Finding the Workarounds to Help Manage Parkinson’s Disease
Parkinson’s is a progressive illness. It’s continually changing the brain and body as we grow older. Along with changes from my Parkinson’s, my brain is also changing in response to its “owner’s” demands.
I’ve proposed that it’s possible to use this natural neuroplasticity to slow the progression of Parkinson’s, or more accurately, to decrease the disabling effects of the disease as it progresses. I’m learning new ways to live better by applying workarounds.
This is the main goal of my Parkinson’s self-management toolkit: We can act or think in new ways that serve as workaround solutions to address the Parkinson’s effects on brain and body functions. Otherwise, we act in an automatic way, relying on familiar routines or actions that have served us in the past — and often don’t serve us so well now.
There is no neutral state of being. Either we embrace change, or we live with the consequences.
I’m a firm believer that one of the best ways to slow the disabling consequences of Parkinson’s is to self-manage as early as possible. Retraining the brain in the wake of the progressive disease damage is easier when there are more brain cells to work with. The hard part, as it stands now in our current understanding of Parkinson’s, is arriving at an early diagnosis.
The first step after diagnosis, for me, was making a commitment to do everything possible to live a long and productive life.
In the 2018 editorial “Life expectancy in Parkinson disease,” from the journal Neurology, the authors write that, “As of 1967, the answer to the question, ‘How long have I got, Doc?’ posed by a patient with Parkinson disease (PD) was 9.4 years from onset to death. This was the era before levodopa and before most of the ‘atypical parkinsonisms’ other than postencephalitic parkinsonism were distinguishable from PD. By 1993, post levodopa but pre-deep brain stimulation, the figure had improved to 13.1 years, and by 2016 to 14.6 (±7.7) years.”
The data say I can live a long life. I’ve held on to that premise.
The second step is to admit I often don’t know which paths to take. My PhD and clinical experience didn’t give me all the answers. It’s one thing to work with a brain-injured client. It’s another to realize that “patient” is me.
When I started to experience Parkinson’s, I was living that brain-injury phenomena up close and personal. There were few answers that didn’t neatly wrap up the diagnosis, symptoms, and the future. I questioned every new symptom, reluctantly acknowledged the increasing challenges, and had the overall feeling that change was occurring too fast.
Most of my time now is spent exploring positive adjustments I can make. Developing the Parkinson’s self-management toolkit, which I call TBM, has helped. If I can continue to work on threshold management, if I can identify ways to use brain training to redirect my thinking, and if I am aware of mindful movement to avoid physical injury, all these changes can make my life with Parkinson’s better.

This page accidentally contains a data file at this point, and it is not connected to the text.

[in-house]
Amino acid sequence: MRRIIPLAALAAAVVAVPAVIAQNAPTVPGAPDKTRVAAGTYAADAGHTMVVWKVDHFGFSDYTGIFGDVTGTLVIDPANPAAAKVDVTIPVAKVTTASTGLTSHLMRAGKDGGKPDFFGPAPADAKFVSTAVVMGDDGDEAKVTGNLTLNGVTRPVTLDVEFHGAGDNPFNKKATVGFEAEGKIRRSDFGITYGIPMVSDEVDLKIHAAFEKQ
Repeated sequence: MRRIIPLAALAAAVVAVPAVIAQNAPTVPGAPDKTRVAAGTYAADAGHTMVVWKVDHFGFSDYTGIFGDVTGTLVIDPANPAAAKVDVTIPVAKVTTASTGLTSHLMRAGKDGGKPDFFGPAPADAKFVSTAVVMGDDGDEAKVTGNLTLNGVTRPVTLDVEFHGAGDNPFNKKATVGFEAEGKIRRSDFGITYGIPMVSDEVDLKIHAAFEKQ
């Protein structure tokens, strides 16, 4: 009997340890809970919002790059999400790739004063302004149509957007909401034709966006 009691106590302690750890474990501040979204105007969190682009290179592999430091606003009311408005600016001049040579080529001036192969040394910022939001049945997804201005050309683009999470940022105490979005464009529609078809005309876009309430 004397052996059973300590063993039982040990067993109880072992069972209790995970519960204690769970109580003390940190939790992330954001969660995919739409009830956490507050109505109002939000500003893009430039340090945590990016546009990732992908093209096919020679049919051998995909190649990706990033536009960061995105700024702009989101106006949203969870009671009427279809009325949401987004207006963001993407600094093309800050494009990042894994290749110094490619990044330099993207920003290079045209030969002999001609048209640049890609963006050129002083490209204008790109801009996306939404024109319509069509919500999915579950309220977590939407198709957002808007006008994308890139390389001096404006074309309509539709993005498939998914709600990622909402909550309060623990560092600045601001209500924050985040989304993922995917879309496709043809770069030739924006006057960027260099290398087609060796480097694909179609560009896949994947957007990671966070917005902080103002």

Modern medicine tends to assess successful disease management as following a path to a cure. That outlook comes with the founding premise that there is someone or something out there that will make this all go away. On its coattails is the abject resignation we feel when we hear there is no cure.
Encountering the “no cure” reality, the bonded twin of Parkinson’s, brings with it the lure of giving up. But I’m not ready to give up.
Developing and working with TBM is not a cure for Parkinson’s. It’s designed for someone, like me, to manage the disease. It gives me ways to enjoy life with Mrs. Dr. C. I cannot expect someone else to cure me. I must take responsibility for management of my Parkinson’s.
I can embrace a sacred life of living well, compassionate to myself and others. I can always try to “show up” — to be present in the moments when I can and know when I can’t. I’m trying to achieve ordinary calmness and practice TBM daily. Sometimes I end up throwing a pity party for myself. But I try to avoid that dark thinking and find ordinary calmness with a quiet mind.
I hope I can continue to slow the progression. This year seemed like I wasn’t succeeding. But it was also what I call a plateau year — a time when things get worse faster and then level out. Self-management techniques have helped.
What is the “new normal”? I continue to seek out the workarounds to try to manage the worst. As a writer advocating for the Parkinson’s community, there is always this lingering voice of hope that I can make a change not only in my Parkinson’s, but for others as well.
Note: Parkinson’s News Today is strictly a news and information website about the disease. It does not provide medical advice, diagnosis, or treatment. This content is not intended to be a substitute for professional medical advice, diagnosis, or treatment. Always seek the advice of your physician or another qualified health provider with any questions you may have regarding a medical condition. Never disregard professional medical advice or delay in seeking it because of something you have read on this website. The opinions expressed in this column are not those of Parkinson’s News Today or its parent company, BioNews, and are intended to spark discussion about issues pertaining to Parkinson’s disease.